Very high valuation, especially considering weak core revenue growth
TTM reported revenue growth doesn’t even look that great at 14% given the valuation, but in reality, core growth is even worse. Taking into account plummeting deferred revenue changes, acquisitions, and accelerating non-cash revenue, growth was only 5%
Deteriorating quality of earnings
I think 2. and 3. above mean that revenue and earnings will be disappointing in the future
High share based comp that accounted for 62% of management’s adjusted EBITDA figure for the last twelve months and heavy insider selling
comScore provides digital audience measurement and advertising analytics. In the company’s words: “We deliver digital media analytics that help content owners and advertisers understand--and thus properly value--the composition of consumer media audiences, and we help marketers understand the performance and effectiveness of advertising targeted at these audiences.”
comScore competes with heavyweights Nielsen, DoubleClick (Google) and Atlas (Facebook) and WPP. comScore also derives revenue from Google, Yahoo, and WPP.
Nielsen minces no words about who it competes with in digital, listing comScore as its “primary competitor in the digital audience and campaign measurement” area.
In light of that, I thought this quote from AdExchanger was interesting: “The general consensus in the TV/video arena is, ‘If we want to reach the true, Holy Grail of cross-device, de-duplicated reach and frequency, there’s only one company that has ownership of this currency and that’s Nielsen.’”
April 1, 2015 comScore acquired all of the outstanding common stock in WPP's internet audience measurement business in Norway, Sweden and Finland ("European IAM Business") and entered into an alliance in which the Company and WPP will collaborate on cross-media audience measurement business outside the United States (the "Strategic Alliance").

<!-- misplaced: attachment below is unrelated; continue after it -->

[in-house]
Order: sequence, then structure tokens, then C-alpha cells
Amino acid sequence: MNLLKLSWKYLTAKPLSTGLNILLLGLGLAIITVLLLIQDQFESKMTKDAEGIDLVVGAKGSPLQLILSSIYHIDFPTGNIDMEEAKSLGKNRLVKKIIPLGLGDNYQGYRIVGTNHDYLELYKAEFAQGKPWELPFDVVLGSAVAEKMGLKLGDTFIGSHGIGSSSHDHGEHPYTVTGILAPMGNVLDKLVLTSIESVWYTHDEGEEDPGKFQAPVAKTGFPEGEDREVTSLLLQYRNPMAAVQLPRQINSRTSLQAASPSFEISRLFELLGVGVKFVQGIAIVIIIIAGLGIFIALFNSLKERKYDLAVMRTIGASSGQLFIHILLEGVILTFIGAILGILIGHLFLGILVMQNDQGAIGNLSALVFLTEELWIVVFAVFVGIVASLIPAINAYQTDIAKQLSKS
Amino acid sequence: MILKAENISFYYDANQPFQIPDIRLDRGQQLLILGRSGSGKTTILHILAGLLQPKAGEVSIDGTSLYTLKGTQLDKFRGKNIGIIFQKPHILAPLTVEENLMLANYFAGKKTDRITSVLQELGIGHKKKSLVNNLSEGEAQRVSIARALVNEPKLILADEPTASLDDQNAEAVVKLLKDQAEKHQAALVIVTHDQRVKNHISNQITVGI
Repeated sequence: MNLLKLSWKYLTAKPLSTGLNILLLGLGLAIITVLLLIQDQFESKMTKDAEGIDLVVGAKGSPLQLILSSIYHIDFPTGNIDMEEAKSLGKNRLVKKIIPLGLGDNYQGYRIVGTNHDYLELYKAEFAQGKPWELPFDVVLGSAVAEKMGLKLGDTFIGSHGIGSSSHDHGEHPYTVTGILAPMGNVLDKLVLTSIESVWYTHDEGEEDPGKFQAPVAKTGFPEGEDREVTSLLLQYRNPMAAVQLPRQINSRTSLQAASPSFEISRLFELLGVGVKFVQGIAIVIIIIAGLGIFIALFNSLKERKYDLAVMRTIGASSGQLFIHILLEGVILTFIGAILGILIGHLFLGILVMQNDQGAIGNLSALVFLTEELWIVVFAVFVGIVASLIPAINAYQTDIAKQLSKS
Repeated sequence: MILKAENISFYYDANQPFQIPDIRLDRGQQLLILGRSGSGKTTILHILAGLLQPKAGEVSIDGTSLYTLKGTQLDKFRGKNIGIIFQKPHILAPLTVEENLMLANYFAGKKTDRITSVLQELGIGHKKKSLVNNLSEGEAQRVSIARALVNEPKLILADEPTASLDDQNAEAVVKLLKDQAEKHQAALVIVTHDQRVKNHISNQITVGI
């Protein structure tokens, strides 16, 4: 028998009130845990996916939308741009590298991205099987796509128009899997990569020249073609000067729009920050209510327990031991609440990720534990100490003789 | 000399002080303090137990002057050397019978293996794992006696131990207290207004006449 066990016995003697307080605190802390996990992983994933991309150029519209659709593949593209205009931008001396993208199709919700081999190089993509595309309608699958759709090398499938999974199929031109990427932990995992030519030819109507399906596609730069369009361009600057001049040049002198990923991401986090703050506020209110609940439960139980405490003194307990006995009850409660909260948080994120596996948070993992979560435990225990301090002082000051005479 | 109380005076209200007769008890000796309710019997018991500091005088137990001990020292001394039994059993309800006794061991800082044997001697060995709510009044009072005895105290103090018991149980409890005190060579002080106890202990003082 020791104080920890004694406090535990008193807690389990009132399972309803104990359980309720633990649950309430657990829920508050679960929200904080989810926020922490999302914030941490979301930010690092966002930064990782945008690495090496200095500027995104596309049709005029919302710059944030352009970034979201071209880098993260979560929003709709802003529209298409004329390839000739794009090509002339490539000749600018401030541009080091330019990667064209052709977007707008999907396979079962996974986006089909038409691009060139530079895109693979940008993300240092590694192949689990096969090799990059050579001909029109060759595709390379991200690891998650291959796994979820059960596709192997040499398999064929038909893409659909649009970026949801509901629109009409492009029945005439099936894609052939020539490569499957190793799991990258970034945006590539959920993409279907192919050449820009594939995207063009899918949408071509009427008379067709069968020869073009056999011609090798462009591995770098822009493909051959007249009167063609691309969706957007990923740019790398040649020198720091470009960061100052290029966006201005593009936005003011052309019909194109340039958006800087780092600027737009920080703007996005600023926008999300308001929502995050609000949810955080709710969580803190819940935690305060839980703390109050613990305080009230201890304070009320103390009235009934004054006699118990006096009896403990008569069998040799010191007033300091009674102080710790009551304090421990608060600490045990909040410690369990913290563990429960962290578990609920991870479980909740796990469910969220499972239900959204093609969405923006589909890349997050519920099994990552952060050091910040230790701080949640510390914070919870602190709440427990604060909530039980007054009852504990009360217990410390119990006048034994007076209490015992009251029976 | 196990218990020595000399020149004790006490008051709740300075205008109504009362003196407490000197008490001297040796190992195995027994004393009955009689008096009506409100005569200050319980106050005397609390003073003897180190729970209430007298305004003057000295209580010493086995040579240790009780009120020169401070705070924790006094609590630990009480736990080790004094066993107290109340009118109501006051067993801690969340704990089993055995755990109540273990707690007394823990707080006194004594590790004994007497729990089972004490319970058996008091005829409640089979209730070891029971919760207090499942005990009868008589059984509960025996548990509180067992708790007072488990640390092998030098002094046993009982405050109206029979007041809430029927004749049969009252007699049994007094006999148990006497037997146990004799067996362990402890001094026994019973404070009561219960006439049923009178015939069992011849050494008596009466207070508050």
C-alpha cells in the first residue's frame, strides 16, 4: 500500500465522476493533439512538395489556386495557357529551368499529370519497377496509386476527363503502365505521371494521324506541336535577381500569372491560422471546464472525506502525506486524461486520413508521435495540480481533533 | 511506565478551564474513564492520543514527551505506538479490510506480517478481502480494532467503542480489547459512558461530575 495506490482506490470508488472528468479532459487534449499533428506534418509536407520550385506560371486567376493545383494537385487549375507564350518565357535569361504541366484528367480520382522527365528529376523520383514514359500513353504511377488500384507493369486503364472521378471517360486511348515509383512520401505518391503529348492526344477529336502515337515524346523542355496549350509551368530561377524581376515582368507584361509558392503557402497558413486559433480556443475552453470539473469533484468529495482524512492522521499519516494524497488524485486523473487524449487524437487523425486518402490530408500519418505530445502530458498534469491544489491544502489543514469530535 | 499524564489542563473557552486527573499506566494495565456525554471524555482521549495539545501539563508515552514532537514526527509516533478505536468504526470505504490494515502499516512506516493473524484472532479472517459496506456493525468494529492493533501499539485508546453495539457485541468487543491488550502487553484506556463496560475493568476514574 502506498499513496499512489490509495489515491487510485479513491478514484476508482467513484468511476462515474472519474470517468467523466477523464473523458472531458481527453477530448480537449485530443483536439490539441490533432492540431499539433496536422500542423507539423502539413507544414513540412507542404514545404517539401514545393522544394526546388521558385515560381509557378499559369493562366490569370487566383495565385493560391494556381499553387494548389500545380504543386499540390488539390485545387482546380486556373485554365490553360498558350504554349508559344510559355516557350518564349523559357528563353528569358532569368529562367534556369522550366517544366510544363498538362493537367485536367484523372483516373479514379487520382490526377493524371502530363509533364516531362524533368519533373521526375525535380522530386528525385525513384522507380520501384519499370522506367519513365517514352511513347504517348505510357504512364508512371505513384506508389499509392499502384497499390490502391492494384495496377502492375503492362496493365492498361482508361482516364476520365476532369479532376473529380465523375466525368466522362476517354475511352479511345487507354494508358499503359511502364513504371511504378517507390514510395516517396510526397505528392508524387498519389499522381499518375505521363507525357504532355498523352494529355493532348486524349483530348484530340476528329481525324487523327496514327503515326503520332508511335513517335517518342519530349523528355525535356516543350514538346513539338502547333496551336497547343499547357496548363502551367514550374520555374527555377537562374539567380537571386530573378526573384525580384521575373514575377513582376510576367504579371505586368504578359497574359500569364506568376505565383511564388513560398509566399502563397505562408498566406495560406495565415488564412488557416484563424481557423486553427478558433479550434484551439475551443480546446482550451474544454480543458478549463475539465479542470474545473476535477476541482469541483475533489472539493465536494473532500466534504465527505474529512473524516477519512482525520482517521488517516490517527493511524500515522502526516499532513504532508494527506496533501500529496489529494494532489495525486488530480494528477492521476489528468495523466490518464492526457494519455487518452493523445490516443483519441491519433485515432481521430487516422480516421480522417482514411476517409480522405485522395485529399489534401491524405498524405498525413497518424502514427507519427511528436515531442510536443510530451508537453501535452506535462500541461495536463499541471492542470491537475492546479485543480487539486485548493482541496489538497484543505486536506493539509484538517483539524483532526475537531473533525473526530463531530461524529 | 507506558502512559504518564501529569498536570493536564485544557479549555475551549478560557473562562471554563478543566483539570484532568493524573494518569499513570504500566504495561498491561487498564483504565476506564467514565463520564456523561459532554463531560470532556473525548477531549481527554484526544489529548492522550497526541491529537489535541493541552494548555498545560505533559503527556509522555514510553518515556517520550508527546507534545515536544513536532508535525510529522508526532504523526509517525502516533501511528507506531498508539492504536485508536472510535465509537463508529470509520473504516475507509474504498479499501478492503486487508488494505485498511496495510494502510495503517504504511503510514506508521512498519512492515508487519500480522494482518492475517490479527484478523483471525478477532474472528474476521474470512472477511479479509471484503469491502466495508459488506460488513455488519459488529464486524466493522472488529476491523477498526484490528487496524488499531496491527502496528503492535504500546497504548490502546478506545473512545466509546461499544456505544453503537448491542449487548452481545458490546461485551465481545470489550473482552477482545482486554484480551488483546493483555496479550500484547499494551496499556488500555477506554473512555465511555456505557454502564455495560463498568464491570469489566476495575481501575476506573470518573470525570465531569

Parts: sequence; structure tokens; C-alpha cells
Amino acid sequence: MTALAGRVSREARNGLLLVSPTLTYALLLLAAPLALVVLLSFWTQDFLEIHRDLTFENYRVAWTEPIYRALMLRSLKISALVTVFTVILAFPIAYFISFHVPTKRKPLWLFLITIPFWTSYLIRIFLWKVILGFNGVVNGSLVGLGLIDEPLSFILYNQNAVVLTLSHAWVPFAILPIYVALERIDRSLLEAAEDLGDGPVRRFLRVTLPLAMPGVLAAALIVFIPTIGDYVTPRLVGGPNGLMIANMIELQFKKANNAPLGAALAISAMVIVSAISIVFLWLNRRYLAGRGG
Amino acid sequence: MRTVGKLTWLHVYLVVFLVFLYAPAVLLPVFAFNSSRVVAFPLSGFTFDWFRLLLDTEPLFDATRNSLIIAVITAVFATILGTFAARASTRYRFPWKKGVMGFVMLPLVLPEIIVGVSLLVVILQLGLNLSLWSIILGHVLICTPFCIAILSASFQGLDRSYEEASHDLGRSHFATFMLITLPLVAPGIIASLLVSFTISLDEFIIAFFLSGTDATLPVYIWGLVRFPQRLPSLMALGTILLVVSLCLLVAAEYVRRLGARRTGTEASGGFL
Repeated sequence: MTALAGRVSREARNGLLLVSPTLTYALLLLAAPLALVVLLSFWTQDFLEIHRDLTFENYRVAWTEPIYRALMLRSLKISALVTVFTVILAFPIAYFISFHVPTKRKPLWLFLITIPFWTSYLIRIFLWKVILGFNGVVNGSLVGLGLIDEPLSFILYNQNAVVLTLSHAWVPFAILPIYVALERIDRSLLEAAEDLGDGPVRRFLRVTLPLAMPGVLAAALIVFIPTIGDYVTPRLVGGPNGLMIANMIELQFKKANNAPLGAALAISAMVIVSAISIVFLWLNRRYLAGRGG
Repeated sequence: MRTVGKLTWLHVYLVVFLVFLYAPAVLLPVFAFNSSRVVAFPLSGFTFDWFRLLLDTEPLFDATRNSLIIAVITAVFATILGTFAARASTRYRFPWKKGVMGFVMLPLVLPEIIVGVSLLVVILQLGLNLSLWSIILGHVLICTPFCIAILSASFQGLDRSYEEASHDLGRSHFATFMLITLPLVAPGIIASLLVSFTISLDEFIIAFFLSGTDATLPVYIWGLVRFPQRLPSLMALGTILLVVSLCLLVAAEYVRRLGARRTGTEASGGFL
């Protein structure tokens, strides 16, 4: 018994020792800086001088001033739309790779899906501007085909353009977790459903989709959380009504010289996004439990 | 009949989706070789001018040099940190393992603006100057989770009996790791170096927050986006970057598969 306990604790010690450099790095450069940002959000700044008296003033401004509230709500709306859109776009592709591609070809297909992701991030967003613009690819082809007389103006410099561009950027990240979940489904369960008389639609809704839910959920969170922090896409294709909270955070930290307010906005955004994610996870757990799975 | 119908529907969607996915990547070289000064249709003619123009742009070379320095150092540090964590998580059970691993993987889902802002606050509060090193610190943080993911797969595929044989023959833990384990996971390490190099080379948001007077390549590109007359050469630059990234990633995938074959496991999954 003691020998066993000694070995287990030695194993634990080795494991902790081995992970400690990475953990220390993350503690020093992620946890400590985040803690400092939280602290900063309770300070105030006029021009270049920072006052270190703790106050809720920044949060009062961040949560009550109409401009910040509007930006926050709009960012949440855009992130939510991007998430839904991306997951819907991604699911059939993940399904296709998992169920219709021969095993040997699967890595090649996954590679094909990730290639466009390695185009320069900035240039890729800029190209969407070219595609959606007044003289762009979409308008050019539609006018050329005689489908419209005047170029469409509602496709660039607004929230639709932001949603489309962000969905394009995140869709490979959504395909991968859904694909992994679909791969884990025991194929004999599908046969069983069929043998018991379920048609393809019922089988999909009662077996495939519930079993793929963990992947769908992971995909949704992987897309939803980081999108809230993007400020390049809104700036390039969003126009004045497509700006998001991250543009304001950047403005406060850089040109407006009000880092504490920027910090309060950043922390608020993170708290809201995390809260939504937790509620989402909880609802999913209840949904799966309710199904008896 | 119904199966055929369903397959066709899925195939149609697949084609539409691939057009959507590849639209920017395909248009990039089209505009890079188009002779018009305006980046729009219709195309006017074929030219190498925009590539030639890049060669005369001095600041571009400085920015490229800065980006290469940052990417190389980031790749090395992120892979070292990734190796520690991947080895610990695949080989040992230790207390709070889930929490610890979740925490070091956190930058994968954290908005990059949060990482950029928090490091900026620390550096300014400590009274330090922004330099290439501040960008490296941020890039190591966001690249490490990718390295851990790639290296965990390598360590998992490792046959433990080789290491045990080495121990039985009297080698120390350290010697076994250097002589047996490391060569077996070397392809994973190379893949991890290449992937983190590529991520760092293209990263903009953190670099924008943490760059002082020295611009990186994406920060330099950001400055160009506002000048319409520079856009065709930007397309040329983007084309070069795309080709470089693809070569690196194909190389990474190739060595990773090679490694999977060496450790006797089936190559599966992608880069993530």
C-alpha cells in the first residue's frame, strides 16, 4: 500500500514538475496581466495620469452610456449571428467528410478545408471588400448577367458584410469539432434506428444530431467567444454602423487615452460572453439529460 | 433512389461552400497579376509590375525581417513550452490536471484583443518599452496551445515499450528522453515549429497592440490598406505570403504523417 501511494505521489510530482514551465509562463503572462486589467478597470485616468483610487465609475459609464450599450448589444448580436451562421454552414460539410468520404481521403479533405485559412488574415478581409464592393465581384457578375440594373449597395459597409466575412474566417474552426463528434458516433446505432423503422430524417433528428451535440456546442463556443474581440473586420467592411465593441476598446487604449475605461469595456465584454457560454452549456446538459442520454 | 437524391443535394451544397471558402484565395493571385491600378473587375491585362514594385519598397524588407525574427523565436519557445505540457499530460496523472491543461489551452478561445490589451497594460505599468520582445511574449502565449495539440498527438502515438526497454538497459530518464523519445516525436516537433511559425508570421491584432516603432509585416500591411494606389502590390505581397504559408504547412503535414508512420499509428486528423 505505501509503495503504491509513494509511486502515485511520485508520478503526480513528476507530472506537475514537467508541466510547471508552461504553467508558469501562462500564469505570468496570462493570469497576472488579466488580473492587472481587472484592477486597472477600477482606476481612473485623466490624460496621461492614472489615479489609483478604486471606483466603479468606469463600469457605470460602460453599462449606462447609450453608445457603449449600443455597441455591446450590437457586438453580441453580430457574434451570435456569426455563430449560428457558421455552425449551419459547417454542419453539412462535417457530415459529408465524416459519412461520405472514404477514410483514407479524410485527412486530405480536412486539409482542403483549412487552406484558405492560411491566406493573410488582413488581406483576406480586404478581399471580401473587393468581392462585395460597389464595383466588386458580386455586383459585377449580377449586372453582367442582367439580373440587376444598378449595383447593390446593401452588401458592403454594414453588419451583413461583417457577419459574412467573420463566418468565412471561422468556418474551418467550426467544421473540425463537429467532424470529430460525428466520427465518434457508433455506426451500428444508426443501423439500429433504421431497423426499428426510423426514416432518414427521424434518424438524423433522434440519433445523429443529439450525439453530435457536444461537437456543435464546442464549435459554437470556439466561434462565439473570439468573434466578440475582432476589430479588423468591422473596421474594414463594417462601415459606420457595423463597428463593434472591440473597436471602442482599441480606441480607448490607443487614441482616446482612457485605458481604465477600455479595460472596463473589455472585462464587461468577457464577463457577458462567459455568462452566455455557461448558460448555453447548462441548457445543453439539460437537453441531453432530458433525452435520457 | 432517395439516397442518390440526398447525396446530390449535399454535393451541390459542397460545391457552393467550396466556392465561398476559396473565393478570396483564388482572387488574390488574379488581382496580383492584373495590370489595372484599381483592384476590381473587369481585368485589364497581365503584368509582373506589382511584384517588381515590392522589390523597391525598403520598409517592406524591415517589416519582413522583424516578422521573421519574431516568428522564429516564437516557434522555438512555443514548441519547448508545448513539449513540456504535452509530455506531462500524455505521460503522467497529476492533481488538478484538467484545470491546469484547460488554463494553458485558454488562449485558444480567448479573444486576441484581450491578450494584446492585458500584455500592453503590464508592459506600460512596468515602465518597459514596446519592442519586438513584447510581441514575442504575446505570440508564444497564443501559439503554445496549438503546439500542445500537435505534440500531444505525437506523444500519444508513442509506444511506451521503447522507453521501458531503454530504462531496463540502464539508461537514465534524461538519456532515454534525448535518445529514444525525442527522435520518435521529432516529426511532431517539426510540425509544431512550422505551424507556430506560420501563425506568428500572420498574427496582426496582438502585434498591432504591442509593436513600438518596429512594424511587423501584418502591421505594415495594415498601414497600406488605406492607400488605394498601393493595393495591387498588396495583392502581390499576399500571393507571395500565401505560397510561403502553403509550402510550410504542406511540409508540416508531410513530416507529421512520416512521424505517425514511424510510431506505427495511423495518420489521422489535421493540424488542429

ComScore issued issued 1.6m shares in exchange for the European IAM Business and the Strategic Alliance. WPP also bought 15% of comScore, or 4.4m shares for $205m.
ComScore generated $4.7m of revenue from WPP from April 1 through September 30.
Last quarter comScore announced it is buying RENT, offering to exchange 1.15 shares of SCOR for each share of RENT. This values RENT at 6x ttm revenue and 83x reported ttm EBITDA. The deal depends heavily on synergies. The discounted cash flow analysis in the S-4 resulted in an exchange ratio of 0.4 to 0.8x without synergies and 1.1 to 1.9x with synergies. RENT will represent 15% of the adjusted EBITDA of the combined companies. Deal expected to close in 1Q16.
Reported EBITDA ttm**
*I think SCOR’s organic/core growth is more like 5%.
**excludes impairments and loss on disposal for SCOR; without excluding these EBITDA was $8m lower
Management adjusts EBITDA to exclude several items, the biggest of which is stock based comp, which came to a whopping 62% of ttm adjusted EBITDA. Management’s adjusted EBITDA for the TTM period ending September 30 was $88.6m. I can barely bring myself to do it, but using this figure, SCOR trades at an EV/adj EBITDA multiple of 17x.
Since 2012 the company generated free cash flow excluding acquisitions of $200m. They spent about $175m offsetting share dilution from their generous stock comp, leaving $25m in free cash flow over 3.75 years for shareholders. So about $7m in FCF per year. Retained earnings are a negative $104m and getting worse.